The ten-acre gardens at this private estate were designed for James Deering by Colombian-born landscape architect Diego Suarez, who worked on the project between 1914 and 1917. Suarez, who had studied at Villa la Pietra outside Florence, Italy, adapted classical European Renaissance and Baroque landscape design to Miami’s subtropical climate and terrain, using native soil and plant materials in an aesthetic arrangement that evokes sixteenth- and seventeenth-century Italian and French gardens. From 1910 to 1916 the property’s original artistic advisor, Paul Chalfin, engaged his penchant for creating intensively detailed decorative elements by integrating into the lush vegetation and flamboyant architecture a collection of outdoor sculpture that showcased extraordinary objects ranging from a second-century Roman altar to twentieth-century works commissioned for Vizcaya.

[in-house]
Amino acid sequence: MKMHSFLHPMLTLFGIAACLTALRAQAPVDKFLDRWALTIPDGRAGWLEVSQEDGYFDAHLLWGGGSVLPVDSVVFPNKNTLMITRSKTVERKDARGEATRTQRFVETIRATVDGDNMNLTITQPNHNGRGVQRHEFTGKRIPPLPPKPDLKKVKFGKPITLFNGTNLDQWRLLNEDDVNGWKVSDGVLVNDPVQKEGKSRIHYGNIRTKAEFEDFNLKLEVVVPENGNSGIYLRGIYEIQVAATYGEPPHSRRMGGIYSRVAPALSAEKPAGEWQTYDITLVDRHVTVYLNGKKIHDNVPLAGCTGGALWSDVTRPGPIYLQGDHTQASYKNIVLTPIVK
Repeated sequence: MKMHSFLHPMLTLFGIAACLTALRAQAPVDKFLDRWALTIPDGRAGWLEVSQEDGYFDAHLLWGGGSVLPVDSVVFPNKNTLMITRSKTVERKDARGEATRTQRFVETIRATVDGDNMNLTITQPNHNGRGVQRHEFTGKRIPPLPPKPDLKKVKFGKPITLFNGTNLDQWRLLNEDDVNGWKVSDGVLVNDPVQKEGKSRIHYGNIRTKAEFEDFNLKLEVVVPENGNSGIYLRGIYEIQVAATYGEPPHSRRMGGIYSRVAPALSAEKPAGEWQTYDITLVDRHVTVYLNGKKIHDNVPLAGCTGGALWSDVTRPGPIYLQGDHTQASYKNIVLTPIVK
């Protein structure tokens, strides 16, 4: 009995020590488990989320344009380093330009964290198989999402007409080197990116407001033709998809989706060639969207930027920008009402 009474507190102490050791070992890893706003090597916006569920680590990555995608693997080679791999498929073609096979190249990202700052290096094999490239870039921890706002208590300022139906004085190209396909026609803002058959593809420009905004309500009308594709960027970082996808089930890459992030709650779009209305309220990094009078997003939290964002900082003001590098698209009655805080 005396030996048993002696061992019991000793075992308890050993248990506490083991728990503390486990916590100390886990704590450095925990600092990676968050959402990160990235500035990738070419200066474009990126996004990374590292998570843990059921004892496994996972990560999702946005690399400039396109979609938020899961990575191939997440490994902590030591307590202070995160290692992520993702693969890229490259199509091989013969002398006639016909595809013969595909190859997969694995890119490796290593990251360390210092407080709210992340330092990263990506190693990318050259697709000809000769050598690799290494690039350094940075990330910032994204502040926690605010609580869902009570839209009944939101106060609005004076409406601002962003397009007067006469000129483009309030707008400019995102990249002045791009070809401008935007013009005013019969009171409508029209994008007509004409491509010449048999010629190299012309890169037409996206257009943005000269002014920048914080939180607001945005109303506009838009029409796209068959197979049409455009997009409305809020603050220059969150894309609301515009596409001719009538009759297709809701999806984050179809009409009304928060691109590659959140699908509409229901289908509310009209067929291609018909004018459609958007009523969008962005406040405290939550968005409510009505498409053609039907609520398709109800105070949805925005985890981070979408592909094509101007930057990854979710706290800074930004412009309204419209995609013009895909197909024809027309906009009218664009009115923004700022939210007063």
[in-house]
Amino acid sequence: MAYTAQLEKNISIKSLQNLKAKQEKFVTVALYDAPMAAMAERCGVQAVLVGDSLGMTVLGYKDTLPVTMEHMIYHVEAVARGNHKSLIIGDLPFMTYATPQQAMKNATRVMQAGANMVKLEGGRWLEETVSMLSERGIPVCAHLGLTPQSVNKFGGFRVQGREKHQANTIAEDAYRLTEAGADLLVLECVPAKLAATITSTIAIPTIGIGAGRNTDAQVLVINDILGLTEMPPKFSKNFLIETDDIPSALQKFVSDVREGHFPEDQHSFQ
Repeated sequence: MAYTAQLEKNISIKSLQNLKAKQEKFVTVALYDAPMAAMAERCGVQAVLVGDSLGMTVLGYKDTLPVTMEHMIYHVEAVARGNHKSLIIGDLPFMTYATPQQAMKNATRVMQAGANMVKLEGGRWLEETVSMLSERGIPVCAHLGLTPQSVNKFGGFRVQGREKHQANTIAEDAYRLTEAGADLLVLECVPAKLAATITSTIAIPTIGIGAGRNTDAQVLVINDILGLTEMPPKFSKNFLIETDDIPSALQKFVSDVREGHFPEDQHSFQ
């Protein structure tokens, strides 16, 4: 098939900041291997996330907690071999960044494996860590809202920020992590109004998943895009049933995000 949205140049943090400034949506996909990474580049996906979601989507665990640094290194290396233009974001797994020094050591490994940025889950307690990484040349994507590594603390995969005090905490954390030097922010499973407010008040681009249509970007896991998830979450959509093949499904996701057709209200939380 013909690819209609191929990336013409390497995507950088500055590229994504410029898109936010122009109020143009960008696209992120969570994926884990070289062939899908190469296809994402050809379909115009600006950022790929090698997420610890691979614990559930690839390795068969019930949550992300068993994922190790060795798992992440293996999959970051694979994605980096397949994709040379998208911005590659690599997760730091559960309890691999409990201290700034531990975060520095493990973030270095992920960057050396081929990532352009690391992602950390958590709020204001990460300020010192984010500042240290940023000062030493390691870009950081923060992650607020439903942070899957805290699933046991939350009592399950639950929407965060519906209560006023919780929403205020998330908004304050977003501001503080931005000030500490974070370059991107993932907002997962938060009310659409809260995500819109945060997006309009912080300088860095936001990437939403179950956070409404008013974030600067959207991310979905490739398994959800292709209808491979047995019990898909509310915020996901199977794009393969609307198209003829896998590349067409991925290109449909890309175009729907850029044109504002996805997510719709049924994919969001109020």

The gardens, inspired by those Chalfin and Deering saw in Italy and France, are among the best examples of Italianate gardens in the United States and are unmatched in the northern hemisphere for their grandeur and carefully studied historical authenticity. Besides the gardens, the remaining acreage consists of two critically endangered forest ecosystems, and as the working heart of the estate, a “village” that includes livestock and greenhouse facilities, mechanical shops, and staff housing. The property was designated a National Historic Landmark in 1994.